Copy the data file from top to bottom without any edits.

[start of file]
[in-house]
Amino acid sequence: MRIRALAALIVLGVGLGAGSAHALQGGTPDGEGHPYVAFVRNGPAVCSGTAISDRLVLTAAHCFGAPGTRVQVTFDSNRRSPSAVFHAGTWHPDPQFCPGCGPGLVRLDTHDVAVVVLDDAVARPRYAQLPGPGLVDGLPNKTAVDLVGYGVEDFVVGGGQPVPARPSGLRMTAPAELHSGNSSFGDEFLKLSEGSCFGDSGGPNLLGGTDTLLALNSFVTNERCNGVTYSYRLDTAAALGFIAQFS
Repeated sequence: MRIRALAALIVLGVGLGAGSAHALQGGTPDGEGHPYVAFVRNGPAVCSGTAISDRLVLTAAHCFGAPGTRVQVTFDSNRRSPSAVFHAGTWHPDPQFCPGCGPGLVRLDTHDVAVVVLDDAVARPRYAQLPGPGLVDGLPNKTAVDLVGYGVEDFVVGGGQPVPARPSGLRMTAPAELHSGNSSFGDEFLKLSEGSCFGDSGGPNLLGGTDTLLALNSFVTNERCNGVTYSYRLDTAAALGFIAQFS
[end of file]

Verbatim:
[in-house]
Amino acid sequence: MRIRALAALIVLGVGLGAGSAHALQGGTPDGEGHPYVAFVRNGPAVCSGTAISDRLVLTAAHCFGAPGTRVQVTFDSNRRSPSAVFHAGTWHPDPQFCPGCGPGLVRLDTHDVAVVVLDDAVARPRYAQLPGPGLVDGLPNKTAVDLVGYGVEDFVVGGGQPVPARPSGLRMTAPAELHSGNSSFGDEFLKLSEGSCFGDSGGPNLLGGTDTLLALNSFVTNERCNGVTYSYRLDTAAALGFIAQFS
Repeated sequence: MRIRALAALIVLGVGLGAGSAHALQGGTPDGEGHPYVAFVRNGPAVCSGTAISDRLVLTAAHCFGAPGTRVQVTFDSNRRSPSAVFHAGTWHPDPQFCPGCGPGLVRLDTHDVAVVVLDDAVARPRYAQLPGPGLVDGLPNKTAVDLVGYGVEDFVVGGGQPVPARPSGLRMTAPAELHSGNSSFGDEFLKLSEGSCFGDSGGPNLLGGTDTLLALNSFVTNERCNGVTYSYRLDTAAALGFIAQFS